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Wednesday, April 20, 2011

Overnight Crock Pot Broth

I believe in Real Food for Real People. Having said that I will be sharing some of my favorite recipes from time to time, and today I have joined up with the ladies at Beauty and Bedlam to share some of their great food too.
Today when my husband told me he was feeling a bit peckish. He has a super busy week with church and work. He tends to get a bit rundown. This is a good nourishing broth to be drunk alone or as a base for soups. I like to freeze some for use later on .



Crock Pot Broth

This is a great recipe to clean out the fridge or freezer. I use whole chickens, turkeys and beef with the bone in. When we have a roast or a bird I will save the carcass or bones in the freezer. I like to also save any ends of vegetables. I just put these in a baggie and throw in the freezer. You can also save those bits of veggies that are not quite enough for a serving.
Throw together in a crockpot any poultry bones. I keep these in the freezer and wait until I have enough to make some broth or stock
Add celery root and leaves. (the part the kids don’t like and you saved in the freezer) It is okay if it is frozen
Add one onion diced
Add enough water to cover all the vegetables and bones
Add some garlic one to three cloves minced (today I used elephant garlic and 2 cloves as one was a little dry) It is important to source your garlic locally or at least organic as most commercial garlic today is produced in China and there is little to no regulation on agriculture there. Better yet grow your own.)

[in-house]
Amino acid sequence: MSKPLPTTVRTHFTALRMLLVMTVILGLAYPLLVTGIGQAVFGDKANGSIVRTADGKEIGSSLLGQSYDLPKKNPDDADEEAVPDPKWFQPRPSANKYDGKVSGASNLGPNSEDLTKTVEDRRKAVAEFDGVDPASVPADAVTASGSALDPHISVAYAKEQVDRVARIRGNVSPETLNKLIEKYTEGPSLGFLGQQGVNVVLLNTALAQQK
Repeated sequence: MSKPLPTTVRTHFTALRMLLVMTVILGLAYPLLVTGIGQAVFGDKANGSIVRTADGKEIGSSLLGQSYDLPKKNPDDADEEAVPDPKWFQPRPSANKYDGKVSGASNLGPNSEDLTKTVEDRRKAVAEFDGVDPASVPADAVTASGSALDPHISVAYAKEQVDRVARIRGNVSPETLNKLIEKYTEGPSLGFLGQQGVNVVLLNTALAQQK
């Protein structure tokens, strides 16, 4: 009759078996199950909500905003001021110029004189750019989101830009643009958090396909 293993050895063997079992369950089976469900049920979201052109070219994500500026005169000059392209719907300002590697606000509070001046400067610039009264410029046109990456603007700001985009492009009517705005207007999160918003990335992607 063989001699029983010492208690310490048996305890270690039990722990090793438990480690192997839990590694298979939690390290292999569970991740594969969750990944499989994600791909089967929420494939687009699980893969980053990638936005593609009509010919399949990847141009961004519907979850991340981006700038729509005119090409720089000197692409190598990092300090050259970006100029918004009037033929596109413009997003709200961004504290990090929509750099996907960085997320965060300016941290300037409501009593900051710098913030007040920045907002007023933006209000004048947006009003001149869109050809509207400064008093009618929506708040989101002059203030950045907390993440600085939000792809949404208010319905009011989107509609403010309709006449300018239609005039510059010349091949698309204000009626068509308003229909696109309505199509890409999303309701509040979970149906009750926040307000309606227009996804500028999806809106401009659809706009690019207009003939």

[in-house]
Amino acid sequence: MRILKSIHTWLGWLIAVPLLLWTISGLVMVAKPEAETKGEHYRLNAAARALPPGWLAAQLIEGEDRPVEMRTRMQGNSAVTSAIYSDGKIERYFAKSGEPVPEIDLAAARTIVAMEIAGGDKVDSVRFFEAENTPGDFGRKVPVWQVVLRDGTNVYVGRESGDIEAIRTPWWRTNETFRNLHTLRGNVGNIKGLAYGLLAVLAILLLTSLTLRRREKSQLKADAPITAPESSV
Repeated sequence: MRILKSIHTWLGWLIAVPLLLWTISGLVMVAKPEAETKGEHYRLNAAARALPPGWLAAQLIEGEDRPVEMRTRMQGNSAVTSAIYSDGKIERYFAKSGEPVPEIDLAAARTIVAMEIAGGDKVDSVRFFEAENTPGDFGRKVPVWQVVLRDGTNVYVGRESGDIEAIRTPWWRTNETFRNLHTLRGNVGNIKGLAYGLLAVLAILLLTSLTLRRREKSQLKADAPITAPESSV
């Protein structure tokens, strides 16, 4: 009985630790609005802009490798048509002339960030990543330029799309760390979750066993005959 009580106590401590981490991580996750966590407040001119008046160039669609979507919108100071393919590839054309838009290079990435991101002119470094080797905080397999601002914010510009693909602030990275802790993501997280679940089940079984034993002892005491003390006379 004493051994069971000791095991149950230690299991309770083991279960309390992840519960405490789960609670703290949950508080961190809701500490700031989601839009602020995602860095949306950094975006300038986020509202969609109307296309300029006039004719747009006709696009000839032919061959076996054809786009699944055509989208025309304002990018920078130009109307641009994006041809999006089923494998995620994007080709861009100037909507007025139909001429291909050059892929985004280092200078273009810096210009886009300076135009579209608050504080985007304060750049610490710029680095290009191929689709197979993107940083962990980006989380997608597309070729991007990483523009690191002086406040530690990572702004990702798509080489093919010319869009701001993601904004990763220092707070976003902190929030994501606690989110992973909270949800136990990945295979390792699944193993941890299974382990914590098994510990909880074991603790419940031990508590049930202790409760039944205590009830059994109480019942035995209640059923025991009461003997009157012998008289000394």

Turmeric – has great anti-inflammatory properties and is all around beneficial
Ginger – is a great antibiotic herb as well as good for nausea.
If the herbs are dried I sprinkle them liberally over the top of the broth.
Add 1- 2 tbsp. of cider vinegar – this helps draw the calcium out of the bones.
After all the ingredients are combined in the crockpot it should look like this IMG_3324
This particular broth is using a turkey back bone.
Let the broth cook for 8-10 hours on low. You can start it after dinner and cook it till breakfast.
After 8-10 hours on low. Drain and strain your broth.  If you wish for a low fat broth go ahead and chill it for a while. Then strain the fat off the top easily. This was a happy turkey so I will leave the fat in this time.
IMG_3327
Enjoy now in your favorite recipe or fill mason jars 3/4 full and freeze for later. Although I hardly ever get ahead on my broth. My kids were wanting to have some with their dinner tonight because I had put it on this afternoon.
I just thought I would share what we did with our yummy broth. It was a bit nippy here when we woke up – a cold front had come through. So I decided that it would BE a good soup day after all. ‘
I like that on soup days it is ready in the crockpot whenever anyone wants some. My kids will begin eating it when the come home from school and dh can eat it when he gets home much later.
I had some dried soup mix in the cupboard
.
IMG_3342

Yumminess I picked up at a store with bulk bins. wanted to try this since the one package mix that  I did like ran about $7 a starter kit (yikes – and that was just the dried veggies, grains and seasonings. – no beans or meat). This ran under $2 a pound. Gotta love the bulk bins.
The finished product

IMG_3413
We will have this with some nice bread I picked up in the day old bakery section.


For more great recipes and ideas check out Beauty and Bedlam,Traditional Tuesday's


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3 comments:

Every Day Products & More said...
This comment has been removed by a blog administrator.
Carolyn said...

Hi, just recently discovered you blog and I'm persusing back posts. I make my broth similar, I add a nubbin of star ainse to give it a hint of licorice scent.

Do you use just regular mason jars for freezing, or do you need special ones? I tried it once and they cracked on me, I was really mad I had to throw all the good broth out!

Lisa - the Granola Catholic said...

I use regular mason jars but leave plenty of head room for expansion before freezing.

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